When did you graduate from Severn? 2002
Where do you live now and how did you end up there? What stops did you have along the way? My wife, Kim, and I live in Lafayette, California, about 20 miles East of San Francisco. We moved here in the summer of 2017 and absolutely love all that the area has to offer. After Severn, I spent my undergraduate years in Greenville, South Carolina, moved to Los Angeles for law school, started working at a firm in Palo Alto, and eventually relocated to Washington, D.C., where I met Kim. She was offered a position with a group of neonatologists that staff NICUs in Oakland, Berkeley, and Walnut Creek, we made the decision to relocate and take up residence in the Bay Area.
Please tell us about your professional/career journey thus far. It’s been a wild ride. After graduating law school in 2009, I started working as a patent attorney in the intellectual property litigation group of a large multinational law firm. The work was fantastic and wonderfully challenging, but the hours were brutal and I found that just didn’t enjoy arguing with other people all that much. An opportunity arose to join Bloomberg’s capital markets research group, Bloomberg Intelligence, as a litigation analyst, so I switched gears from law to finance in 2015. At Bloomberg, I focused on the impact of high-tech lawsuits on the financial markets, essentially translating legal jargon into plain English for traders and hedge fund managers to provide actionable insights and inform investment decisions. I couldn’t have asked for a more engaging environment and was fortunate to work with an outstanding group of analysts and reporters at Bloomberg.
At the end of 2018, I joined Oceanic Partners, a venture capital firm focused on investments in late-stage private technology companies. We both operate as a broker in the private secondary markets and run a series of funds that target select opportunities in that space. Personally, I find the work incredibly rewarding as the deals draw upon the best experiences I had as a lawyer and an analyst.
What do you enjoy most about your career? The people. There is no job perk better than enjoying the people you work with and learning from them. At each stage of my career, I have had the privilege of dealing with talented, knowledgeable people who excel in their field are passionate about their work. It is impossible to operate in that kind of environment and not grow professionally and as a person.
What influence did Severn have on your life’s path? Your career path?
Simply put, Severn taught me to develop as a whole person. I don’t know that I appreciated it at the time, but Severn’s focus on building skill sets across academics, athletics, the arts and social settings provides a sound framework for maintaining balance throughout life. In my career, I’ve benefited greatly from pursing new interests and opportunities. While some of that is definitely more personality driven, I think it was critically important to have gotten an education that encouraged building on existing strengths while offering myriad opportunities to try new things and step outside of my comfort zone.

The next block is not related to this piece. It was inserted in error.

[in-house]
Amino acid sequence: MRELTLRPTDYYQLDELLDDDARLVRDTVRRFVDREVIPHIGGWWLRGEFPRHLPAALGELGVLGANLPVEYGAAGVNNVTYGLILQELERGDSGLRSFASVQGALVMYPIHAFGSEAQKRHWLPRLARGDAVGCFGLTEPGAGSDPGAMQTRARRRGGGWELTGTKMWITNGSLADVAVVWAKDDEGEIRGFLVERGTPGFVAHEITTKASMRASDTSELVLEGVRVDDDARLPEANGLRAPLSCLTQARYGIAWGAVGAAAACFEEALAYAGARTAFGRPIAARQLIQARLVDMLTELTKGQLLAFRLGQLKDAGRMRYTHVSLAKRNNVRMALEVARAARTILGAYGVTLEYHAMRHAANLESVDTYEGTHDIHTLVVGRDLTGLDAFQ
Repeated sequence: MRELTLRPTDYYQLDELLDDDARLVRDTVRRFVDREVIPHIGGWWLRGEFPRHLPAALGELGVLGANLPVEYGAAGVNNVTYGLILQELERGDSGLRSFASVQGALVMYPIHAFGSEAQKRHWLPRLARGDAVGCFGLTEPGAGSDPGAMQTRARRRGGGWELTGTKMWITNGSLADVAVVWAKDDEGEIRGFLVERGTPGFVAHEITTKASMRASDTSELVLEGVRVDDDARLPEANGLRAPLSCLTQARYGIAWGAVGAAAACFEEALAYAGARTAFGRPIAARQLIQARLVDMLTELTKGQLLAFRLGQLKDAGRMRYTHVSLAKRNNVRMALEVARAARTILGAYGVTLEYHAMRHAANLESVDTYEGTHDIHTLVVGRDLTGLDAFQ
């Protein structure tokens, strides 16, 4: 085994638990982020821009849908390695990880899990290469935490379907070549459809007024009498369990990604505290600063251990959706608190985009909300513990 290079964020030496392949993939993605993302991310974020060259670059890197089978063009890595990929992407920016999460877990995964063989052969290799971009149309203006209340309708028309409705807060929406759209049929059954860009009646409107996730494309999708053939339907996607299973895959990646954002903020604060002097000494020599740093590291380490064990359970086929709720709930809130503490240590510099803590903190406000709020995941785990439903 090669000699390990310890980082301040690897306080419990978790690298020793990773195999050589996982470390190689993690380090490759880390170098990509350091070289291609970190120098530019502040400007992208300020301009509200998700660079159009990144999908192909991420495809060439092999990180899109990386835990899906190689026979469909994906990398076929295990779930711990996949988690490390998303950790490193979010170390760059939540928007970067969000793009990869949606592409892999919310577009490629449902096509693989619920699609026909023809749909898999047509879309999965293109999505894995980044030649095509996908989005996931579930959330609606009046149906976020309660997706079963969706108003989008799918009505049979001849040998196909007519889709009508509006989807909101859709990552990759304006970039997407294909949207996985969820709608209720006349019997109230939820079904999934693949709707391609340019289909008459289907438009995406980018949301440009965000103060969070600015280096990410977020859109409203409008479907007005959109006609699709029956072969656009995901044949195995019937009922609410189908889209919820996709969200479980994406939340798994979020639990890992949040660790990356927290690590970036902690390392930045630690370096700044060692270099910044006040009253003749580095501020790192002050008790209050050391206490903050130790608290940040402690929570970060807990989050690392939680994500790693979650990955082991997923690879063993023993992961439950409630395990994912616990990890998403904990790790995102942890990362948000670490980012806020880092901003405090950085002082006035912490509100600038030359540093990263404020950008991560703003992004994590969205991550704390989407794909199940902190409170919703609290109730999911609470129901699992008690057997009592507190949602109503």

What are your favorite things to do in your free time? Hiking with Kim and our dog, Jack, is at the top of the list. The Bay Area boasts some amazing trails from the Oakland Hills to the redwoods of Muir Woods and having near perfect weather nine months out of the year makes it easy to enjoy the outdoors. Grilling. Rock climbing. I rarely turn down an opportunity to play golf.
If you could give advice to the Class of 2019 what would it be? Challenge yourselves. Pursue your interests, even if they are varied and seem unrelated. Travel or study abroad for a term or two. Learn to cook and manage your finances well.
What teachers had the most influence on your at Severn? It’s difficult to narrow it down to just a few over the seven years that I was at Severn. Ian Carr was a tremendous influence as the varsity soccer coach, ensuring every member of the team understood the true meaning of hard work. Doug Sassi’s ability to deftly chaperone a month-long Italy trip set a high benchmark for international travel and I’ve enjoyed exploring new places ever since. I still value the encouragement Ernie Green provided as a musician and Tom Worthington’s English class will always stand out as a favorite.
What is the most valuable asset you inherited from your Severn education? Learning to work efficiently. I stayed pretty busy throughout high school and learning to manage obligations across classes, sports, and extracurricular was a key element of my education. Having a framework to tackle challenges and manage stress provides a crucial skill as life goes on presents increasingly difficult demands. In my own experience, the ability to work efficiently is a key element in being able to take on new and challenging tasks. I definitely credit Severn for laying a solid groundwork for the lifelong learning process.
Did Severn have a lasting impact on who you are today? If so, in what ways? Without a doubt. While I think most people would say middle- and high-school were influential, Severn has had a tremendous impact on my life. To this day, most of my closest friends are from Severn. We have spread out across the country over the years and do a mediocre job of staying in touch, but the relationships stay in tact despite the distance and time between visits or phone calls. It’s tough to nail down exactly how and why friendships like that develop, but I attribute it in large part to growing up together, having shared the early experiences and expectations that formed who we are and where we are headed. Severn played a major role forging those friendships and shaping who we are as individuals.
What 3 words would you use to describe Severn School? Ambitious. Dynamic. Formative.